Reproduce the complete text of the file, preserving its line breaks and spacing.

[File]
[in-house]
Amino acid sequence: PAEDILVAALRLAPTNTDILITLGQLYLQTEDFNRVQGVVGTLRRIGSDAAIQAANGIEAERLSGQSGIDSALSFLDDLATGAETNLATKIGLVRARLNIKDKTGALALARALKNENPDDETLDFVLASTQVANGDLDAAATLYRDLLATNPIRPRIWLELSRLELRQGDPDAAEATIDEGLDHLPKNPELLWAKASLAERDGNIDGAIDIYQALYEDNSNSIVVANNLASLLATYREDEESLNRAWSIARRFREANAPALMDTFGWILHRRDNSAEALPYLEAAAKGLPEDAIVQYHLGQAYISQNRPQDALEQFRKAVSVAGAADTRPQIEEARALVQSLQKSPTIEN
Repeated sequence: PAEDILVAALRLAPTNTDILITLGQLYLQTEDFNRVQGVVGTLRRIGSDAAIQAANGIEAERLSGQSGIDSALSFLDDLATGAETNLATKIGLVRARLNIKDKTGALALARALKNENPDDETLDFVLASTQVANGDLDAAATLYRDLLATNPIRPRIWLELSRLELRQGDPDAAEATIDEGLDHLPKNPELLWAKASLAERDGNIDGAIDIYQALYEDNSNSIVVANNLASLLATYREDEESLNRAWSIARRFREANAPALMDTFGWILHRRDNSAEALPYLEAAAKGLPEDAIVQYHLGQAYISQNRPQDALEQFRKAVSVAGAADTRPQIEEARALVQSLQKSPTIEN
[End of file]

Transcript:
[in-house]
Amino acid sequence: PAEDILVAALRLAPTNTDILITLGQLYLQTEDFNRVQGVVGTLRRIGSDAAIQAANGIEAERLSGQSGIDSALSFLDDLATGAETNLATKIGLVRARLNIKDKTGALALARALKNENPDDETLDFVLASTQVANGDLDAAATLYRDLLATNPIRPRIWLELSRLELRQGDPDAAEATIDEGLDHLPKNPELLWAKASLAERDGNIDGAIDIYQALYEDNSNSIVVANNLASLLATYREDEESLNRAWSIARRFREANAPALMDTFGWILHRRDNSAEALPYLEAAAKGLPEDAIVQYHLGQAYISQNRPQDALEQFRKAVSVAGAADTRPQIEEARALVQSLQKSPTIEN
Repeated sequence: PAEDILVAALRLAPTNTDILITLGQLYLQTEDFNRVQGVVGTLRRIGSDAAIQAANGIEAERLSGQSGIDSALSFLDDLATGAETNLATKIGLVRARLNIKDKTGALALARALKNENPDDETLDFVLASTQVANGDLDAAATLYRDLLATNPIRPRIWLELSRLELRQGDPDAAEATIDEGLDHLPKNPELLWAKASLAERDGNIDGAIDIYQALYEDNSNSIVVANNLASLLATYREDEESLNRAWSIARRFREANAPALMDTFGWILHRRDNSAEALPYLEAAAKGLPEDAIVQYHLGQAYISQNRPQDALEQFRKAVSVAGAADTRPQIEEARALVQSLQKSPTIEN